Cue the opening soundtrack to 2001: A Space Odysseyand you’ll get a sense of how revolutionary I believe iPadOS will be for tablet users. iPadOS is still several weeks from its formal release to the general public, but after using the beta version for the past month, I’m convinced that it will have significant repercussions in the tablet space as well as the traditional portable sector. If you’re contemplating a new iPad purchase or upgrade, iPadOS will go a long way towards convincing you to step up to a larger format (12.9″) iPad Pro. It genuinely has the potential of replacing your traditional MacBook portable or Windows 10 laptop. It also gives credence to the rumors that Apple may introduce a lower cost large-format iPad over the next couple of months.
First a little background: as a seasoned business traveler, I’m always in search of ways to slim down my travel bag. On my business trips, I typically bring an iPad for content consumption and my trusty HP Spectre X360 13″ notebook for content creation. I cannot tell you how thrilled I would be if I could somehow jettison most of the peripherals and cables that accompany me on my travels in exchange for a single device. My chiropractor would undoubtedly be appreciative as well. Enter iPadOS.
The new operating system, unveiled at Apple’s Worldwide Developer Conference back in June, is essentially a superset of iOS that has scores of features designed to take advantage of the larger screen real estate that iPads offer. While Apple has been slowly adding features to iOS over the past few years to expand the iPad’s functionality, iPadOS is a giant step forward in that direction. It still has a few gaps, in my opinion, that need addressing if it is going to fully replace my laptop while I’m on the road, but it’s getting tantalizingly close. Let’s take a closer look.
What do I like best about iPadOS?
iPadOS has literally hundreds of new features—far more than can be covered in this column—so I’ll limit my coverage to what I see as the top four new features. Keep in mind that I’ve been using the public beta version of iPadOS, and while it’s mostly feature-complete, there’s still fine-tuning and optimization going on.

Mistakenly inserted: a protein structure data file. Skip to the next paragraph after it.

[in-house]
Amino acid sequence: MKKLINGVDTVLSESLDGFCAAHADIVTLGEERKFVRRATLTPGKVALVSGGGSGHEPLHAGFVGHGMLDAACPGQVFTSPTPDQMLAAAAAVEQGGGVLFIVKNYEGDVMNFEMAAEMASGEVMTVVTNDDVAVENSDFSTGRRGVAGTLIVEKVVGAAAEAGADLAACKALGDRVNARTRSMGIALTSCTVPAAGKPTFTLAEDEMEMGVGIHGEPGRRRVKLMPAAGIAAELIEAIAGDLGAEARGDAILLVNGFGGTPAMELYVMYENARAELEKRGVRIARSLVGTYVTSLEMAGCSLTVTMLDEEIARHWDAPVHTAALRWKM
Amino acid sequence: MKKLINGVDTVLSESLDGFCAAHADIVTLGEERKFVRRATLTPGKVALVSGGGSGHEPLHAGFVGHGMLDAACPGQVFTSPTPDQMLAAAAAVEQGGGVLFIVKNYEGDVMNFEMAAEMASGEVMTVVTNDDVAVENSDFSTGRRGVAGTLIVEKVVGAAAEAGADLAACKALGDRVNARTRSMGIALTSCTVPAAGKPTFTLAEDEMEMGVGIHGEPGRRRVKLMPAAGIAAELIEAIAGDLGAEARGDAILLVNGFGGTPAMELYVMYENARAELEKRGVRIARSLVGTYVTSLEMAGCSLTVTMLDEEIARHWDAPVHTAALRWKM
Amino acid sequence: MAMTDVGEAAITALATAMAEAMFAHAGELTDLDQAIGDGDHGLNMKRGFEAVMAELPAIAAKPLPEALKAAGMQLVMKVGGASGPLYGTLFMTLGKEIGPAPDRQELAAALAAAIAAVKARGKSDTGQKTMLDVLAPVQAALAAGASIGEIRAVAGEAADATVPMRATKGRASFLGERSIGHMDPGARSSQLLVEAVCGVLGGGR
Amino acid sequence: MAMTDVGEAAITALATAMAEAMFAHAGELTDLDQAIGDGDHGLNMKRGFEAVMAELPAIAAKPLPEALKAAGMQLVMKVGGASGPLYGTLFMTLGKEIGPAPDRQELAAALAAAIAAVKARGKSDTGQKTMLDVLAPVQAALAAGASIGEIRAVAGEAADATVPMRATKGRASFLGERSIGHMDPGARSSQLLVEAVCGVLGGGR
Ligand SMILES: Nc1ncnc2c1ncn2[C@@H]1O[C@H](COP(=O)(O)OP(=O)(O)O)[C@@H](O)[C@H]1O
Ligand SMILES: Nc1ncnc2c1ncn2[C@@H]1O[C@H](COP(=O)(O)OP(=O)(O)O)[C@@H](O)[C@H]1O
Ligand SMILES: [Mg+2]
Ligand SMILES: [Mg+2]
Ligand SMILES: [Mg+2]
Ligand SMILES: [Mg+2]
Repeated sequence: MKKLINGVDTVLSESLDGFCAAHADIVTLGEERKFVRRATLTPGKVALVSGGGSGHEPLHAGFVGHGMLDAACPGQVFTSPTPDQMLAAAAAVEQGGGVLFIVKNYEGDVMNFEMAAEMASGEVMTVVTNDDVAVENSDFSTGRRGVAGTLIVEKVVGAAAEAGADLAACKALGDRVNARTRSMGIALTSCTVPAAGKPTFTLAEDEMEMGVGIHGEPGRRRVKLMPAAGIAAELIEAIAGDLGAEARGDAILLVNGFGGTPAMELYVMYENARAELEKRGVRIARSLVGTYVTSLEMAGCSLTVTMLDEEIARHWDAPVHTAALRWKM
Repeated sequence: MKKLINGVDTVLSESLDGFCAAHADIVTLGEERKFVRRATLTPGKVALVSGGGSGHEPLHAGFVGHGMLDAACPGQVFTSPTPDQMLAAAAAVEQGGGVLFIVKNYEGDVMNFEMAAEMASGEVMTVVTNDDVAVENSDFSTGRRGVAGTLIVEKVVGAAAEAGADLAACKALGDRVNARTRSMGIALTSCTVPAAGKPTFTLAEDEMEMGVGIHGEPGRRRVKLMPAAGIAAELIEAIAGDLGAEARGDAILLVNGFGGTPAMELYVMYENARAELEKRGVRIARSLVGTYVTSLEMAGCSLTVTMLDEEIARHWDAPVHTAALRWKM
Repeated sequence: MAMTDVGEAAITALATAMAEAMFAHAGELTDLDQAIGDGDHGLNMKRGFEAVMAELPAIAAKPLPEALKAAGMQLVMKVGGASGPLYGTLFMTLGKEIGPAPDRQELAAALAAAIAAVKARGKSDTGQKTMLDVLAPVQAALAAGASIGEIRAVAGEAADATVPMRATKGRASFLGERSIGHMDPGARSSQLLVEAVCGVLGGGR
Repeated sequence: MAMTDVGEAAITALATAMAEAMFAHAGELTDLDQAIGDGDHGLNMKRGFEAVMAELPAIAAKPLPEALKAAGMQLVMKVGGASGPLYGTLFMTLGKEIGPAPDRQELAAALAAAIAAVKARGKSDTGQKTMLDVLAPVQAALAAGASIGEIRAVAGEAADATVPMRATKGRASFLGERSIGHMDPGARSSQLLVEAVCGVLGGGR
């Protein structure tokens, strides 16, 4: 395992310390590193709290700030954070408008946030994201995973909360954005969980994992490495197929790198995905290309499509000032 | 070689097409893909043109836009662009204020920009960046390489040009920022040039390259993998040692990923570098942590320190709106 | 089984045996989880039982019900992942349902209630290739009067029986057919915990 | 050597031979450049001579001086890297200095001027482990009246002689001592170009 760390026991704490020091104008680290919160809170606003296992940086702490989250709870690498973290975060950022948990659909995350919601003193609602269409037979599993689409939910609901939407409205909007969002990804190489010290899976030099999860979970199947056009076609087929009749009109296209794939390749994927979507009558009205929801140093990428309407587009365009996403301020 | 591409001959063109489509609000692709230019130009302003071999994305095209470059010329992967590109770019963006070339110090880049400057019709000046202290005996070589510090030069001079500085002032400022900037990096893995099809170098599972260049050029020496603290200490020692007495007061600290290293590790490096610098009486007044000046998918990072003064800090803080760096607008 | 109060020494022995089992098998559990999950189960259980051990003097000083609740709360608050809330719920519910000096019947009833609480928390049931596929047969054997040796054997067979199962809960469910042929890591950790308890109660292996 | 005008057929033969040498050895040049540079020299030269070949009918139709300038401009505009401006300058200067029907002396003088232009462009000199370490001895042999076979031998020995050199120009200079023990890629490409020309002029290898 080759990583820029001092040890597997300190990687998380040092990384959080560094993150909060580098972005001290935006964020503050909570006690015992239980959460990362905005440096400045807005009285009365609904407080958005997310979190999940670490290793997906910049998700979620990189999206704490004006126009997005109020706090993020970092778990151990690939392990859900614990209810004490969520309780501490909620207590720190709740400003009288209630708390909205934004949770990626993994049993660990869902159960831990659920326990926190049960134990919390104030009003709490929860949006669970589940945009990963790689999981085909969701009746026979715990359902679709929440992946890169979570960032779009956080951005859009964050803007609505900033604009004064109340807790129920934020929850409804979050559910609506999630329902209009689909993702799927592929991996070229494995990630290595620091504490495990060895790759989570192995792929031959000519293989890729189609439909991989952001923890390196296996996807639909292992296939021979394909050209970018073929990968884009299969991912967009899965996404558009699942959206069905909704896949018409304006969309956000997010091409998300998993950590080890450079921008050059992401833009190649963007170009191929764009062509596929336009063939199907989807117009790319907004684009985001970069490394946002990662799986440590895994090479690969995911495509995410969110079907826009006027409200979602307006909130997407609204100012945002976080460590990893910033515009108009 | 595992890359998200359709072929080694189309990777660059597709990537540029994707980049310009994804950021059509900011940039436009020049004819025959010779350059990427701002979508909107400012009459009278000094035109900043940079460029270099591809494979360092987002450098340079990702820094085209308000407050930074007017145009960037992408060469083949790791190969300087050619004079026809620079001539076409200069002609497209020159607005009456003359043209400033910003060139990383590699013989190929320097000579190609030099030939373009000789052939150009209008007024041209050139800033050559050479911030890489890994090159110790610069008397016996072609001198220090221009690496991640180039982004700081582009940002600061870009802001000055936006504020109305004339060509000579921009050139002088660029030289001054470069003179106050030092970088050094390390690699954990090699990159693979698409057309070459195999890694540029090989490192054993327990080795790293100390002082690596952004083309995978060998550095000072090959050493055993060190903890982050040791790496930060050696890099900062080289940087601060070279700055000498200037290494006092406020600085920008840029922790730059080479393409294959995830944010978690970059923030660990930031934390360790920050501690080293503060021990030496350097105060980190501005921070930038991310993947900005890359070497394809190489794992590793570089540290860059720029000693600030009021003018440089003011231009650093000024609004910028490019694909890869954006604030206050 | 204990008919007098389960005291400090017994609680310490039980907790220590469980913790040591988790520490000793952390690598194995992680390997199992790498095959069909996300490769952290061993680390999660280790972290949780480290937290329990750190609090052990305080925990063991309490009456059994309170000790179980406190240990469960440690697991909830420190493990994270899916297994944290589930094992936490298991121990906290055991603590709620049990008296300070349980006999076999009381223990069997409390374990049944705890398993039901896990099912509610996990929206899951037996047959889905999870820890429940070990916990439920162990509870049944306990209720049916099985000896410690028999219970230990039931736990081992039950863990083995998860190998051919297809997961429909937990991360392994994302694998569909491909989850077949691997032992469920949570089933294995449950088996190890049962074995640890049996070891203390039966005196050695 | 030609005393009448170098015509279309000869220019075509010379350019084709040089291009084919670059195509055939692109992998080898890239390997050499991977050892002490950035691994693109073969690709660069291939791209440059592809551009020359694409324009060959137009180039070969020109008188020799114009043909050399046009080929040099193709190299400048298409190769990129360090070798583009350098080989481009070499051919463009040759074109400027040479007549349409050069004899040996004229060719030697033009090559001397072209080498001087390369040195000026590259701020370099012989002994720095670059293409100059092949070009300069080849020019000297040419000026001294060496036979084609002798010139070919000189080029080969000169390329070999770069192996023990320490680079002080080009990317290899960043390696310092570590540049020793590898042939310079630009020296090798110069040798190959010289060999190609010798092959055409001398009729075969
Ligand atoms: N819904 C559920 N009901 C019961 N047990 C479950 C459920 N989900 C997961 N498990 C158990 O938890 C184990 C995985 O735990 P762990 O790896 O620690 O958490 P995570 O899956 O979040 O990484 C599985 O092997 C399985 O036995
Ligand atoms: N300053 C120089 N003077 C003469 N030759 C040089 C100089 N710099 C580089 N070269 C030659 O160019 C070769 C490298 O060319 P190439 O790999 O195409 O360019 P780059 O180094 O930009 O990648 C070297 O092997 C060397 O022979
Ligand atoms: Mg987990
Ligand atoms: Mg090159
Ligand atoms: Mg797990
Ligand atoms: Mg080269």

#1: Overall iPad usability gets a giant boost: iPadOS adds several useful features that we tend to take for granted in Windows or MacOS. For example, you can conveniently pin widgets to the left side of the home screen. You can also now have two apps anchored side-by-side, with even a third app floating over the top. You can also open up multiple windows of the same app and swipe through them, similar to the way that you switch apps today on a traditional iPhone.
#2: A full embrace of external storage devices: By allowing the iPad’s Lightning or USB-C port (depending on what model you have) to be used with adapters to connect to external USB storage devices, consumers can now easily share files utilizing the Files app in iOS and iPadOS. This is not a trivial new feature—it really brings the iPad (and iPhone by extension) significantly closer to the same type of file sharing functionality that has been available in MacOS and Windows for over 20 years.
#3: Safari gets a big upgrade: Consumers will appreciate the fact that the iPad’s Safari browser is now fully-featured, giving them the exact same experience they’re accustomed to on their PCs. Why is this important? Some web sites accessed on a mobile device still have a tendency to get “gummed up” from a formatting or functionality standpoint. The upgraded Safari browser embedded in iPadOS will go a long way towards eliminating this phenomenon. And did I mention that Web sites look spectacular on iPadOS?
#4: Mouse support finally comes to iPad: Apple finally decided to add traditional mouse support to the iPad, which can be enabled wirelessly via Bluetooth. While this facilitates a traditional desktop-like experience, be forewarned that Apple’s implementation is still somewhat handcuffed—the mouse pointer cannot be reduced, creating some precision challenges. Having said that, mouse support is a godsend for applications like MicrosoftExcel or PowerPoint. I expect Apple to enhance this capability over time, and I’m sure it will be embraced by many users when iPadOS is formally released in September.
Have I jettisoned my laptop yet?
All of this begs the question—have these great new features in iPadOS allowed me to move to a single device yet for traveling? The answer is a qualified “yes.” I’ve taken my iPadOS-enabled iPad Pro without my HP laptop on a couple of business trips so far without any significant incident, though I must admit that I’ve haven’t put to the real test yet: creating a PowerPoint presentation from scratch. I’m still getting used to the new gestures required to enable multiple windows on the iPad Pro, but the good news is that I suspect my learning curve will be steep. I’ve also had to invest in a hub (I like the HyperDrive 6-in-1 USB-C Hub) which allows me to add a USB-A, MicroSD/SD memory card, an additional USB-C, a 3.5mm audio jack, and HDMI support so that I have device connectivity while I’m on the road. I currently use Apple’s expensive Smart Keyboard, though I’m not thrilled with its mediocre typing experience. I’m contemplating buying one of the keyboard cases from Brydge that essentially converts your iPad or iPad Pro into a traditional clamshell portable form factor.
Some closing thoughts
I would encourage users to wait another 4 or 5 weeks for the release of the official version of iPadOS—the latest beta versions are still buggy and prone to mysteriously restarting your iPad. Having said that, I would absolutely postpone any laptop notebook purchase decision; I suspect iPadOS would make anyone think twice about buying a new portable. At the very least, it will give you ample justification to buy a 12.9″ model. It’s a real game-changer, and I can’t recommend it enough.